Melanie: Dr. Modesitt, ovarian cancer has been called silent cancer. You know that people have heard that there are no signs and symptoms until it’s progressed a bit. Tell us about the symptoms of ovarian cancer, and what red flags might stand up that would send us to see you?

Dr. Modesitt: So the hard part about ovarian cancer is, unlike some of the other women’s cancers, like breast cancer or cervical cancer, where we have good screening, ovarian cancer doesn’t have any screening—and we’ll talk about that in a minute. But the symptoms are very vague and very subtle, and women mistake them for other things—that they’re just going through menopause, they’re getting older—and kind of let it go to the back burner. So the hallmark symptoms are feeling full—when you start to eat, you feel full very quickly—feeling bloated, and having abdominal pelvic discomfort. And the hard part is, again, these are pretty common symptoms. And if you think about, for example, pregnancy, which a lot of women go through pregnancy, it takes a long time before a mass gets big enough for it to really impair things. And so, women often don’t know that they have a mass on their ovary or their fallopian tubes until it becomes really obvious. Again, the hallmarks are bloating, feeling full, and abdominal discomfort. That happens more times in a month than not—for example, having it at least 12 times during the month. If it just happens once in a while, once in a month, once every other month, that’s not something we worry about. But if it’s a persistent thing, they should come and talk to their doctor.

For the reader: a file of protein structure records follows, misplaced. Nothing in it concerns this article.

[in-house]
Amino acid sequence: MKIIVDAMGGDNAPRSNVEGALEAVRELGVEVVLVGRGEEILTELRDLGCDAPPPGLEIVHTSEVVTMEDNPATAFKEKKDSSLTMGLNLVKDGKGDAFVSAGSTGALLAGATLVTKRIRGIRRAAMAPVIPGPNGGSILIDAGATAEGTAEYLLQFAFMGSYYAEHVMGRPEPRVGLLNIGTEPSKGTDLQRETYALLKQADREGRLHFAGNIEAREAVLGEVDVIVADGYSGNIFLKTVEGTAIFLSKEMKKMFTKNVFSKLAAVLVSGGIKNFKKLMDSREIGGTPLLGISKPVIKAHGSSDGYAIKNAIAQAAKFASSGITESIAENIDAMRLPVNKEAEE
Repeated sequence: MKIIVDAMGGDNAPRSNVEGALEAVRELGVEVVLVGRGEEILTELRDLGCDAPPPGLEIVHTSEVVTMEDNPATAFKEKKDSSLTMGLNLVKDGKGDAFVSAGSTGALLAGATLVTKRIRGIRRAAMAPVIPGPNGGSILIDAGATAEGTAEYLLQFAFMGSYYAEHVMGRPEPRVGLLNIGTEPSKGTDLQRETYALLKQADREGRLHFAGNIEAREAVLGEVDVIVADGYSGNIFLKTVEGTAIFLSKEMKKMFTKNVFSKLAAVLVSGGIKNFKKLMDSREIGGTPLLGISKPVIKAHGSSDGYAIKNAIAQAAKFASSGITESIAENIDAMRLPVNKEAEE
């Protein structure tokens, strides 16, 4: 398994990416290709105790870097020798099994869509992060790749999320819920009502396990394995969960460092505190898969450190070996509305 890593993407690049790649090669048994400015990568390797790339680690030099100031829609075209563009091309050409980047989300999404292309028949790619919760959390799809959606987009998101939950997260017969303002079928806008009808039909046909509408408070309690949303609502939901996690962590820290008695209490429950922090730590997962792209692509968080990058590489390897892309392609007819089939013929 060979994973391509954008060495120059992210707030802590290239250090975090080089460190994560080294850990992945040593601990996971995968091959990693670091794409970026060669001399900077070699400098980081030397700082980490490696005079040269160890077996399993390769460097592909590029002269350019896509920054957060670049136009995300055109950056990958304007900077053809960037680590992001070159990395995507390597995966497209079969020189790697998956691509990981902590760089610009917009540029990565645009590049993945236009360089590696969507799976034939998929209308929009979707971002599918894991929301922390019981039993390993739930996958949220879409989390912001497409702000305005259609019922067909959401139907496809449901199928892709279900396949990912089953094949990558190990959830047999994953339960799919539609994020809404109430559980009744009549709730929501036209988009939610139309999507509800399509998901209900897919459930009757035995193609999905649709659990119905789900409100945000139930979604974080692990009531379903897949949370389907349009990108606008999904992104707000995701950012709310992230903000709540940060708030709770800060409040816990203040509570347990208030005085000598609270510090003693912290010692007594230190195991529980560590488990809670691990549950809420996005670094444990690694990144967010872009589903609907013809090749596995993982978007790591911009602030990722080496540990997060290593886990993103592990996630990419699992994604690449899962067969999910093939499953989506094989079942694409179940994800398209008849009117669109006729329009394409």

Melanie: As you say, these are common situations for women. We feel bloated sometimes all the time, you know, discomfort. These kinds of things are so common for women, whether you’re younger or older, 12 times a month or all the time. Because that’s the confusing thing, Dr. Modesitt, is that women don’t know when they’re being too alarmist, when do you really go see your gynecologist and say, “I’d like to get checked for ovarian cancer.”

Dr. Modesitt: I would err on the side of caution. If it’s something that is persistent—again, not just happening once a month—I would go and talk to your doctor about it. The things we can do, again, I mentioned earlier, that there is no good ovarian cancer screening method. But if you’re having symptoms, there are very good methods to evaluate that. For example, an ultrasound can look at your ovaries and your fallopian tubes and also look into the abdomen. CT scans can be used—again, only for symptoms, not for screening—and there are some blood tests that can give us a clue that there might be a problem. But again, this is to evaluate symptom.